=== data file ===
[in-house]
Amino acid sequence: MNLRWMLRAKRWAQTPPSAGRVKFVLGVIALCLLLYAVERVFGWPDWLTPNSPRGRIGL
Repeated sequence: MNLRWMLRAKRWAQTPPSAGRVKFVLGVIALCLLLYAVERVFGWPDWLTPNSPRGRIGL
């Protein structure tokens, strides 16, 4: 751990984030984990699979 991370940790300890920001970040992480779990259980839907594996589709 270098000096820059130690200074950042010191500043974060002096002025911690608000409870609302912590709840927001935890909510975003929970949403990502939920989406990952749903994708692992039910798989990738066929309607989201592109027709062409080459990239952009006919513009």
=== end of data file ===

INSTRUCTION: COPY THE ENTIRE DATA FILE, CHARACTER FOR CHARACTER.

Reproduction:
[in-house]
Amino acid sequence: MNLRWMLRAKRWAQTPPSAGRVKFVLGVIALCLLLYAVERVFGWPDWLTPNSPRGRIGL
Repeated sequence: MNLRWMLRAKRWAQTPPSAGRVKFVLGVIALCLLLYAVERVFGWPDWLTPNSPRGRIGL
């Protein structure tokens, strides 16, 4: 751990984030984990699979 991370940790300890920001970040992480779990259980839907594996589709 270098000096820059130690200074950042010191500043974060002096002025911690608000409870609302912590709840927001935890909510975003929970949403990502939920989406990952749903994708692992039910798989990738066929309607989201592109027709062409080459990239952009006919513009």